English Language

English Language

What do people think when they hear your accent? What’s a tablet? Ask Aristotle, then Moses, a doctor then Steve Jobs. What was a vacuum before it became a vacuum? Why might you not want ketchup on your chips (should they EVEN BE CALLED ‘fries’?) once you find out what the word ‘ketchup’ actually means? Is anyone ACTUALLY laughing out loud when they’ve typed ‘LOL’? Do women tell lies better than men?  All of this and more is explored in the wonderful world of English Language.

 

Factfile:
Duration: 2 years
Starting date: September 2018
Location: SRC Bede Sixth Form

 

What will you do?

If it has been written, spoken, typed, tweeted, re-tweeted, sent, broadcast shouted or mumbled, you will study it. We look at how and why language is used in all its forms in the world today and yesterday.

 

How will you learn?

English Language lessons are an ACTIVE learning experience, where your opinions, thoughts, ideas and perspectives on the use of language will be asked for and must be expressed out loud. Yes, we teach you to pass exams, but perhaps more importantly we also help you to find your voice.

 

How are you assessed?

Frequently! After two years, you’ll sit two exams (both lasting for 2 hrs 30 mins) for an A-Level in English Language (OCR). You also complete a coursework folder of 3,500 words on a topic you choose.

 

You need:

A C grade/Grade 4, preferably higher, in an English subject is required. An inquisitive mind and an analytical eye (preferably two) are also important. The ability to write essays in an academic style is crucial (this is English, after all). A willingness to work hard in lessons but also outside of lessons is certainly required.

 

What do you need to know?

The subject covers a tremendous range of topics – old language use, new language use, child language use, gendered language use, powerful language use, technology-related language use, media-related language use. That’s a lot of language, right?

 

What’s next?

Students of English Language go on to study a wide range of subjects including English, History, Media, and Education.

 

How do I apply/enrol? www.stockton.ac.uk/apply

 

3 Reasons to join us

  1.  A massive 65% A*- B (2017’s A2 English Language students). 100% A Level pass rate overall.
  2. At times, we can study language that you use and you create. This is part of the language change module as you live language everyday – spoken, tweeted, typed.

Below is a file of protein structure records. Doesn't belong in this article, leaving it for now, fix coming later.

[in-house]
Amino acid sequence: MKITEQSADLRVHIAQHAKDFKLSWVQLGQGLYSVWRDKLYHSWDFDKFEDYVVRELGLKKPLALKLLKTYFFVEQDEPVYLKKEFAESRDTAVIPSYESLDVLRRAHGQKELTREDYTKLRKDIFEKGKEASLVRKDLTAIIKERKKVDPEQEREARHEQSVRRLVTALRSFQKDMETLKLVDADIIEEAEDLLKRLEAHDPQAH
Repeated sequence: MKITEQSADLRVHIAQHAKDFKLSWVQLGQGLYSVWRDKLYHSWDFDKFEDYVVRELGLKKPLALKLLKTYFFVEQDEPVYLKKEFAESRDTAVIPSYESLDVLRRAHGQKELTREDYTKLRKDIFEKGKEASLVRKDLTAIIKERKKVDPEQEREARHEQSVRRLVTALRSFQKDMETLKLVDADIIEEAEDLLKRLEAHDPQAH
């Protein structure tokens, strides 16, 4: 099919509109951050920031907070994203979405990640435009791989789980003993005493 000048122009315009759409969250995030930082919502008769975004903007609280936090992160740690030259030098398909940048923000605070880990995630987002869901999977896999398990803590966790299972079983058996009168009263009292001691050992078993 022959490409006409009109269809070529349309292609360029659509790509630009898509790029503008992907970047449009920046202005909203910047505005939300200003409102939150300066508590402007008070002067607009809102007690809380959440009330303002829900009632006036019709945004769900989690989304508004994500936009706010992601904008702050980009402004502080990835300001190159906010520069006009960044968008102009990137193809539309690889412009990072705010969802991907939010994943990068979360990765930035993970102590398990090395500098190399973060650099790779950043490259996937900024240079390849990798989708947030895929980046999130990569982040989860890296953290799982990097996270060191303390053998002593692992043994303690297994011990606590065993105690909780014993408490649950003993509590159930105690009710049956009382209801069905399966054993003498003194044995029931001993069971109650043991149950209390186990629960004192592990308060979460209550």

3. A chance to choose your own material to study for coursework- your IM chats, the language of gendered differences (or not), how children try to manipulate their mother and father. You name it.

 

Destinations and Progress:

Students of English Language go on to study degrees in English Language and/or English Literature (Northumbria / York St John). However, students have found studying English Language has set them up for degrees in many different disciplines such as History, Media, Education and Law.

 

Possible combination subjects:

This subject combines well with other analytical, essay-based subjects which require plenty of independent thinking, evaluation and academic analytical essay writing such as English Literature, Media, History, Philosophy, Ethics and Religion.

 

What students say:

I love coming to English on my timetabled lessons, the lessons are fun, with a teacher who makes the lessons funny, and entertaining. Martin strives to give a human touch to an otherwise rather intensive course, and has made me fall in love with English again. I’d thoroughly recommend doing this course to any of my friends […] Extremely good and engaging lessons with detailed and easy to learn content, allowing me to learn all the required content in a pleasant and knowledgeable atmosphere.

 

Extra-curricular activities:

The English team have arranged a cross-curricular trip to London to take in attractions and places of interest such as The Old Bailey, Lincoln’s Inn, The Harry Potter Tour, various museums and galleries and a West End production. We also have a local journalist visit us, Louise Cole, for talks on language use in the media. Writing for a college magazine is also another possibility, depending on interest.